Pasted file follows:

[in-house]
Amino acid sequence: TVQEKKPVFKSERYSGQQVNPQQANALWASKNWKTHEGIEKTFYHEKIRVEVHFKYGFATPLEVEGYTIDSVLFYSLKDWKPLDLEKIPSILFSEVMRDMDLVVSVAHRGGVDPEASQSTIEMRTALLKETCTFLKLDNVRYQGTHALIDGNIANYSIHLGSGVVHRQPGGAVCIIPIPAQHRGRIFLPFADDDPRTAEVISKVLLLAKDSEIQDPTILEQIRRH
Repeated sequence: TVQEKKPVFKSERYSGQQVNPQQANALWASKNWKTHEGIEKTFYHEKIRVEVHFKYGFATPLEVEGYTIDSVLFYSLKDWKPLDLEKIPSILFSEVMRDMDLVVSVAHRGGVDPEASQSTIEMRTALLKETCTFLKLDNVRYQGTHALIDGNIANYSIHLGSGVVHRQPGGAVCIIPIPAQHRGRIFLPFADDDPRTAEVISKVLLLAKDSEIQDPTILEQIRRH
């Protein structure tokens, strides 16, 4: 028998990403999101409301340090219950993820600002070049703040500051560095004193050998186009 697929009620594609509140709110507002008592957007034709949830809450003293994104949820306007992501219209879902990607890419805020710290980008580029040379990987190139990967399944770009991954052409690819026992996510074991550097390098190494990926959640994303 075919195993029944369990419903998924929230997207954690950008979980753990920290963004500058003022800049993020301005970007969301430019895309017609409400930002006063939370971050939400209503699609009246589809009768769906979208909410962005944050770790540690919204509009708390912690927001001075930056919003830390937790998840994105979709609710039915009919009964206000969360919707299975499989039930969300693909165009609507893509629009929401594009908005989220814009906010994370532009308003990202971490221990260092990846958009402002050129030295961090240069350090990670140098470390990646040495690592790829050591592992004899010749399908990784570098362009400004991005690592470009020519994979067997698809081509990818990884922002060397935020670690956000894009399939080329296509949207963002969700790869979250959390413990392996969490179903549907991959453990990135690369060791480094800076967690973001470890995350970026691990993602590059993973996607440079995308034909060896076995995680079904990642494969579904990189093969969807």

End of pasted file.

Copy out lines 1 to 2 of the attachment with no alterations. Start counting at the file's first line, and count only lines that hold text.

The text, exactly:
[in-house]
Amino acid sequence: TVQEKKPVFKSERYSGQQVNPQQANALWASKNWKTHEGIEKTFYHEKIRVEVHFKYGFATPLEVEGYTIDSVLFYSLKDWKPLDLEKIPSILFSEVMRDMDLVVSVAHRGGVDPEASQSTIEMRTALLKETCTFLKLDNVRYQGTHALIDGNIANYSIHLGSGVVHRQPGGAVCIIPIPAQHRGRIFLPFADDDPRTAEVISKVLLLAKDSEIQDPTILEQIRRH